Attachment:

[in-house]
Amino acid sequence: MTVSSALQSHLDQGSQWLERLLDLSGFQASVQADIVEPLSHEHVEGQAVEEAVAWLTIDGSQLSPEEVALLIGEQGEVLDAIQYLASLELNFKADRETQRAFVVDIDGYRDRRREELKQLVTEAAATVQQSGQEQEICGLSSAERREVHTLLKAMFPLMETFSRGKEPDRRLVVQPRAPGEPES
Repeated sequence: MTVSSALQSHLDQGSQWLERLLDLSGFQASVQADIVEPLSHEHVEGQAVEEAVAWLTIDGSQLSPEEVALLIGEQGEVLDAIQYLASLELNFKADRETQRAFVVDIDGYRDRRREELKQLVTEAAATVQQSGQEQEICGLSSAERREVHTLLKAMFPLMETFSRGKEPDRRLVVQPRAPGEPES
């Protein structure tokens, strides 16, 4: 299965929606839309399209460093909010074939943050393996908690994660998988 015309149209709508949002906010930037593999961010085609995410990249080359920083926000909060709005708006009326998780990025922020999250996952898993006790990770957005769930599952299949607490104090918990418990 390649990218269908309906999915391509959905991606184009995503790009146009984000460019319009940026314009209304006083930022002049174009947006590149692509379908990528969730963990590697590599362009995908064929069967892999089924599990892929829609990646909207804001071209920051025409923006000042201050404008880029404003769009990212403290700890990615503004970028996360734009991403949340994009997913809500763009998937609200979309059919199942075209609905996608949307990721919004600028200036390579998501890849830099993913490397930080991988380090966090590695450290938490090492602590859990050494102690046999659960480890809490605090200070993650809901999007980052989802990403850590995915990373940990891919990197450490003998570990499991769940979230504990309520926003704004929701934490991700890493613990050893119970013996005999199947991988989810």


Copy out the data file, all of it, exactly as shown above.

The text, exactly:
[in-house]
Amino acid sequence: MTVSSALQSHLDQGSQWLERLLDLSGFQASVQADIVEPLSHEHVEGQAVEEAVAWLTIDGSQLSPEEVALLIGEQGEVLDAIQYLASLELNFKADRETQRAFVVDIDGYRDRRREELKQLVTEAAATVQQSGQEQEICGLSSAERREVHTLLKAMFPLMETFSRGKEPDRRLVVQPRAPGEPES
Repeated sequence: MTVSSALQSHLDQGSQWLERLLDLSGFQASVQADIVEPLSHEHVEGQAVEEAVAWLTIDGSQLSPEEVALLIGEQGEVLDAIQYLASLELNFKADRETQRAFVVDIDGYRDRRREELKQLVTEAAATVQQSGQEQEICGLSSAERREVHTLLKAMFPLMETFSRGKEPDRRLVVQPRAPGEPES
């Protein structure tokens, strides 16, 4: 299965929606839309399209460093909010074939943050393996908690994660998988 015309149209709508949002906010930037593999961010085609995410990249080359920083926000909060709005708006009326998780990025922020999250996952898993006790990770957005769930599952299949607490104090918990418990 390649990218269908309906999915391509959905991606184009995503790009146009984000460019319009940026314009209304006083930022002049174009947006590149692509379908990528969730963990590697590599362009995908064929069967892999089924599990892929829609990646909207804001071209920051025409923006000042201050404008880029404003769009990212403290700890990615503004970028996360734009991403949340994009997913809500763009998937609200979309059919199942075209609905996608949307990721919004600028200036390579998501890849830099993913490397930080991988380090966090590695450290938490090492602590859990050494102690046999659960480890809490605090200070993650809901999007980052989802990403850590995915990373940990891919990197450490003998570990499991769940979230504990309520926003704004929701934490991700890493613990050893119970013996005999199947991988989810």